According to Climer’s complaint on BBB, he purchased a membership from Summerwinds Resort Services in 2016 under the promise that the company would offer Climer assistance in selling a vacation club membership plan with Coast to Coast Grand Getaways for $12,000 through Vacation Services International.
All that was required was to list the timeshare, pay $199 to Summerwinds, and it would sell within six months. However, it never sold.
“When they did not sell it, it caused somewhat of a hardship for us,” Climer said.
In 2017, Climer’s problems with Summerwinds continued. The company informed Climer that he did not have the correct membership level to keep receiving the benefits of ownership originally purchased. Climer was informed that if he did not upgrade to a higher level of ownership, Summerwinds would no longer assist him in selling the Coast to Coast Grand getaways plan Climer originally had.
In 2019, Capital Vacations acquired the Summerwinds company. Capital Vacations contacted Climer about a free offer of a two-night stay at Stormy Point Village and a $100 entertainment credit voucher. Climer was enticed by the offer and agreed to go to the update meeting.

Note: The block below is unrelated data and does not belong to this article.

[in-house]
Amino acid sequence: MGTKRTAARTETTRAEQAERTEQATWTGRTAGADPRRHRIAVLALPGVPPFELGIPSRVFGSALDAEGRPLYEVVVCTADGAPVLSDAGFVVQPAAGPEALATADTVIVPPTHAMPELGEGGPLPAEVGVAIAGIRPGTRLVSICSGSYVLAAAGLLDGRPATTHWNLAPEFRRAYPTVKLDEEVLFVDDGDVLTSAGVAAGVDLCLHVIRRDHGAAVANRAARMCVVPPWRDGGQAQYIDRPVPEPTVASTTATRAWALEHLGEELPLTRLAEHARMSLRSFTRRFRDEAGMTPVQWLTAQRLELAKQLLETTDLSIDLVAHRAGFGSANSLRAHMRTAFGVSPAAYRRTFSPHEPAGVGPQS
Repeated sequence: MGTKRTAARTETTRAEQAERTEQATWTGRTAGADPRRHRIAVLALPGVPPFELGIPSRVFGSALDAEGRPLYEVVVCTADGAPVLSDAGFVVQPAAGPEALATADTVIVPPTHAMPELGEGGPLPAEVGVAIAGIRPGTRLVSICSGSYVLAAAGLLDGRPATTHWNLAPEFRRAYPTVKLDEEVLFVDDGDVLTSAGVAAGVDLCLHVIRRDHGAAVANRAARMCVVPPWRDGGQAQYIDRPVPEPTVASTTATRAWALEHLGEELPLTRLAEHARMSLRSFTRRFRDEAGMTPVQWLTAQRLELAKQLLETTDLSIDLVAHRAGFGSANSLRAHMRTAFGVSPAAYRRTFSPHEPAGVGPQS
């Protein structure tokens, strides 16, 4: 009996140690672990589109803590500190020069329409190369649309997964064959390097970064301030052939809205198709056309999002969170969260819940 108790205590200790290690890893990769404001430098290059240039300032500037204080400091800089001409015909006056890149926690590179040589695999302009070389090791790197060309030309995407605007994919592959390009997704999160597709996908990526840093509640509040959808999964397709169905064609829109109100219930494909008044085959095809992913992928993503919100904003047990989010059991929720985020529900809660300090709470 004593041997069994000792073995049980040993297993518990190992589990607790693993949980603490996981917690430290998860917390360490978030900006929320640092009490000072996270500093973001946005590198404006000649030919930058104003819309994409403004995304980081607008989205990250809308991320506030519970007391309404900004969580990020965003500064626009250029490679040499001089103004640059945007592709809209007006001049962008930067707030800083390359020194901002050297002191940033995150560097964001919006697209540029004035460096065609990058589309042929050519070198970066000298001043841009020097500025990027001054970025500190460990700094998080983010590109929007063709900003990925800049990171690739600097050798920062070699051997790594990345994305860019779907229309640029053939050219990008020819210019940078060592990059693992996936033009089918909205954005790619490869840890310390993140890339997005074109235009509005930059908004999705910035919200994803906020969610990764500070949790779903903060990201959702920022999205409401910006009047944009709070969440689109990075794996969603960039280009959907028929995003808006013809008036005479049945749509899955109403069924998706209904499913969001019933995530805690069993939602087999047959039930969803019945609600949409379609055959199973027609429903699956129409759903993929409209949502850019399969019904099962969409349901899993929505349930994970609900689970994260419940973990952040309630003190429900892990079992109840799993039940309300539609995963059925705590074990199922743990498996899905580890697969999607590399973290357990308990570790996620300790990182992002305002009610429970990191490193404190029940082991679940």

Capital Vacations stated the reason behind the meeting was to acquaint Summerwinds Resort owners of the new Capital Vacations ownership and the offerings the new company provides.
Climer shared their experiences dealing with Summerwinds at the meeting and Capital Vacations representatives reportedly assured Climer that their operations were nothing like Summerwinds’ operations.
“We purchased the membership with Capital after being told that things would be professional with them and that they would do exactly as they promised,” Climer said. “Capital Vacations have not complied with the promises they made.”
Climer is requesting his May 31, 2022 purchase be refunded from Capital Vacations and to be released through the Capital Graceful Surrender Program, where an owner can exit or resell their timeshare free of charge, and Capital Vacations specialists can assist the owner in doing so.
What to do before you buy or try to exit a timeshare
In a press release, the BBB provided some tips for people considering a timeshare or timeshare exit company:
- Extensively research timeshare properties, vacation clubs or exit companies and thoroughly read contracts for language about lifetime commitment, heirs’ obligations, maintenance fee increases or guarantees.
- Beware of misleading or high-pressure sales tactics. If you feel like someone is trying to push you into a deal, walk away.
- To sell a timeshare, contact the resort directly and see if the company has a resale or buyback program.
- Be realistic about what you can get for your timeshare. Most of these contracts are not investments and may return considerably less than you paid.
- If it sounds too good to be true, it is. There are deals to be found on travel, but scammers know consumers want to save money and take advantage of them.
- Be wary of paying timeshare exit companies all fees upfront until services are rendered.